Winnipeg Klezfest co-producers Bev Aronovitch, left, and Miriam Bronstein. (photo from Rady JCC)
After attending the week-long KlezKanada Laurentian retreat near Montreal, Miriam Bronstein and Beverly Aronovitch wondered, why not do the same in Winnipeg? And so, they began planning – the city’s first Klezfest took place at the Rady Jewish Community Centre on Oct. 10 and 11.
Bronstein, a retired music and high school drama teacher who continues to perform at the Fringe Festival, is also very involved with Soup Sisters, an organization that makes soup for women’s shelters. Aronovitch is a jazz musician, producer and retired teacher.
As both Bronstein and Aronovitch are of Eastern European decent, klezmer spoke to them. “I’m a singer, she’s a piano player, so we thought it might be fun to go spend time in that scene,” said Bronstein. “I never realized that I actually speak Yiddish because, as I grew up, my mother spoke Yiddish with me, but I only answered her in English. So, it’s actually quite remarkable that I can speak Yiddish.”
Of the KlezKanada experience, Bronstein said, “It was life changing. It reconnected me with that Eastern European community. It was very, very cool.”
At KlezKanada, Aronovitch and Bronstein enjoyed seeing people of all ages, from toddlers to 90-year-olds, dancing to the music, as well as McGill University students taking a klezmer course.
“There were people from all over the world, musicians from all over the world, and they weren’t all Jewish,” said Bronstein. “It was just such a scene that both of us just said, ‘Oh my gosh! We have to do this in Winnipeg!’ We just took it on when we came home. We didn’t forget about it. We just pursued it.”
Although KlezKanada was a week long, Bronstein and Aronovitch felt that the first such festival in Winnipeg had to be shorter, at least for starters. They began by booking the world-famous Klezmatics from New York and, with the help of Winnipeg’s own Finjan – Kinzey Posen, Shayla Fink, Myron Schultz and Daniel Koulack – they put together a full day of festivities. It kicked off with a Saturday night Klezmatics performance, followed by several Sunday workshops, culminating in a concert led by members of Finjan and the Klezfest faculty.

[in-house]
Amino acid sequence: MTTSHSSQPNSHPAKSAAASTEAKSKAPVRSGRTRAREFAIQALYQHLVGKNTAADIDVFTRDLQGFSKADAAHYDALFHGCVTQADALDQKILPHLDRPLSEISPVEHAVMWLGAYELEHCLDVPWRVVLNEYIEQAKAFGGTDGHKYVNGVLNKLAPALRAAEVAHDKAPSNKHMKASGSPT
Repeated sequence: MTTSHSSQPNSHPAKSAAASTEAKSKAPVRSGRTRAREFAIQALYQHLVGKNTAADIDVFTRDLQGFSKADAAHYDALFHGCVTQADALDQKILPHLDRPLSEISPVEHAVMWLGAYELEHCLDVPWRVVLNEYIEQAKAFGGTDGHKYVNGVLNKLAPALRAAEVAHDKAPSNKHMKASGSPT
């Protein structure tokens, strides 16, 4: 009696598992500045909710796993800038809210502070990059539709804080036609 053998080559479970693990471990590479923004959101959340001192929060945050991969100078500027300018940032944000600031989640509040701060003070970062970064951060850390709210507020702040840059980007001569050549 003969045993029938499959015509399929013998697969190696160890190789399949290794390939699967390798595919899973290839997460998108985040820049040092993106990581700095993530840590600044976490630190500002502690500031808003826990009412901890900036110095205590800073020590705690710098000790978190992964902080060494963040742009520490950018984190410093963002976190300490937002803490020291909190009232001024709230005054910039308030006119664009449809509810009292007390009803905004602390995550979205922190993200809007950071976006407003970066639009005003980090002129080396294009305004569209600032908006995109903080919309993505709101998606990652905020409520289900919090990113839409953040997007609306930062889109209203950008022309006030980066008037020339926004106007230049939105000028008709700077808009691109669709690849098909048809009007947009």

“We had a wonderful workshop about great Yiddish composers and beginner klezmer playing sessions, and then a more advanced session called Readers’ Romp,” said Bronstein.
“One idea we had that is unique to Winnipeg was that we very much wanted to cross borders and recognize we have many ethnic communities in Winnipeg, so we had a workshop called Common Roots,” she said. “We got Ukrainian musicians and Romanian musicians. We brought people in from the city and the theme was ‘Weddings.’ They played what you’d play at a Ukrainian wedding and then the members of Finjan played what you’d play at a Jewish wedding.”
Bronstein would like to expand on the Common Roots concept next time, as there is a big Eastern European contingency in Winnipeg. She’d also like to see annual Mamaloshen Festival of Yiddish Entertainment and Culture attendees participate in Klezfest.
With their first Klezfest behind them, Bronstein said, “We’re just kind of basking in the glow. It was hugely successful. In the end, everybody was dancing in the foyer. It was so wild, it was so thrilling. People were so elated to be part of it. I taught at the Jewish day school here and there were 25 high school students who were part of the event.
“There were some people, some non-Jews – a considerable amount considering it’s Winnipeg and it’s a small community in general – but it would be nice if it was even more widespread. I think that, the more we do it, we increasingly make the name known, and it will open up even more to the general community.”
Bronstein and Aronovitch would eventually like to see participants get to a point where they are able to lead a performance at the end of the festival. Bronstein envisions this as “a participatory type of performance, where people who did dance classes can present what they learned and people who did the playing workshops can be a part of the band.”
She added, “It was a pleasure to work with our fantastic working committee and the Rady JCC. Without them, it could not have happened.”
Rebeca Kuropatwa is a Winnipeg freelance writer.